recipe for snickerdoodles

 

Capturing Holiday Memories
by Mary Emma Allen
Mary Emma Allen

The holiday seasons of November and December provide a wealth of opportunities to create memories. Many types of celebrations may have evolved in your family and come from an accumulation of ancestors.

Sometimes we don't record the memories because we're not sure where to start or they seem so commonplace. The memories of baking aromas, the meals served, the occasions when we had family get-togethers all can be captured for our enjoyment, our children's and future generations.

You'll find various ways to capture holiday memories past and present. 

You can utilize pictures, cards, journal entries, newspaper articles, family round robin stories, and scrapbooking. Once you begin, other ways of saving these holiday memories and recipes will come to mind.

Start With the Present

If you don't have any idea where to start, begin writing down current celebrations. We live in a multi-generational household with grandchildren adding excitement to the holidays. If I don't record these events, some of these memories may be lost forever, especially the humorous and poignant ones.

When my daughter was growing up, we had customs carried over from my husband's and my families...and we made some of our own. We also got together with family who lived in the same town and enjoyed holiday celebrations with them.

Customs of Other Cultures & Era

If you know that your family has ties to other countries and cultures, you might want to research those holiday customs. This will help give you a picture of what life was like for your ancestors in different countries and eras.

Some of this research might be done through reading historical fiction and non-fiction. Since I've traced some of my ancestors to medieval England, I've found it interesting to read mysteries set in those times.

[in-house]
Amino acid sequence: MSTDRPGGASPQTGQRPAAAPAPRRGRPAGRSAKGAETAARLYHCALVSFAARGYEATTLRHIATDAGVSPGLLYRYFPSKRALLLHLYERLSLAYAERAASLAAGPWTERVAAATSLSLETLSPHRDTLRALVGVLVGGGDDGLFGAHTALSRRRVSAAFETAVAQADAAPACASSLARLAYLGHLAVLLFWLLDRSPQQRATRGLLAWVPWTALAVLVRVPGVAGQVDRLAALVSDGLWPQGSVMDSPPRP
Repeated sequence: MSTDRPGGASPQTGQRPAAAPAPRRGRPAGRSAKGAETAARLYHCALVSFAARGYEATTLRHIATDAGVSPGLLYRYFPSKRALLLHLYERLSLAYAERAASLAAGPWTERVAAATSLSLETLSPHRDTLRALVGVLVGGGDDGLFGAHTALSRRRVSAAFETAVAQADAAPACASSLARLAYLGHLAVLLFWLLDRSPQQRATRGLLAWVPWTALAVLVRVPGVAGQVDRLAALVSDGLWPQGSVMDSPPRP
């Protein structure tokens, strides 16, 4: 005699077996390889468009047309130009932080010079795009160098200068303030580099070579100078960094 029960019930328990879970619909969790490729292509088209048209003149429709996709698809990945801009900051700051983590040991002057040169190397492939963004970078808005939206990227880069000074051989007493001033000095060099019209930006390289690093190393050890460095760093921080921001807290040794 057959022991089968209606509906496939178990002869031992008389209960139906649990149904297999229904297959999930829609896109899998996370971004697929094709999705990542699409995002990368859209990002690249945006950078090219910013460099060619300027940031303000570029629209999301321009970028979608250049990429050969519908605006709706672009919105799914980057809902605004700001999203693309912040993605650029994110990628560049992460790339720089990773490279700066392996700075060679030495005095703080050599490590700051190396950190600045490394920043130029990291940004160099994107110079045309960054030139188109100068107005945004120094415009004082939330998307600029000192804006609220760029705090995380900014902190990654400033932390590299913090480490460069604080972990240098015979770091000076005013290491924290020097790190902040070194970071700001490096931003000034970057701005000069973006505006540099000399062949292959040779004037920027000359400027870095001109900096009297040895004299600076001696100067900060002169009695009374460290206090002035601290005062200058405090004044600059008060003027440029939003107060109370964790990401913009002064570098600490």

The description of the characters' lives, the type of homes they lived in, the food they ate, all give me a better picture of where my ancestors came from. If you find stories set during the holidays, you'll have additional data.

Compile a Recipe Book

Find out about the foods served during family celebrations and compile a recipe booklet. Some of these might be hand-me-down recipes you use today or your mother or grandmother did.

Other recipes could be ones you research from an era or culture where your ancestors lived. For instance, my mother-in-law had German heritage as well as Scotch/Irish. Looking into the holiday customs of those countries, especially during the years when her ancestors migrated would provide additional recipes for a collection. 

These are just a few ideas to get you started on recording your family holiday food history. 

A favorite family holiday recipe: SNICKERDOODLES

Cream 1/2 cup butter with 3/4 cup sugar. Beat in 1 egg and 1 egg yolk. Sift together 1 2/3 cup flour, 1/2 teaspoon baking soda, 1/2 teaspoon salt, 1/4 teaspoon nutmeg. Stir into creamed mixture. Fold in 1/2 cup walnuts and 1/2 cup raisins, if desired.

Drop by teaspoon onto buttered cookie sheet. Sprinkle with cinnamon/sugar mixture. Bake at 375 degrees F. for 10-12 minutes. 

(c)2003 Mary Emma Allen

(Mary Emma Allen is the author of books for children and adults. Her Tales of Adventure & Discovery is an anthology of children's stories, which she also illustrated. Visit her web site for more information about her books: http://homepage.fcgnetworks.net/jetent/mea; E-mail:
me.allen@juno.com
)

This article provided by the Family Content Archives at: http://www.Family-Content.com

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recipe for snickerdoodles

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recipe for snickerdoodles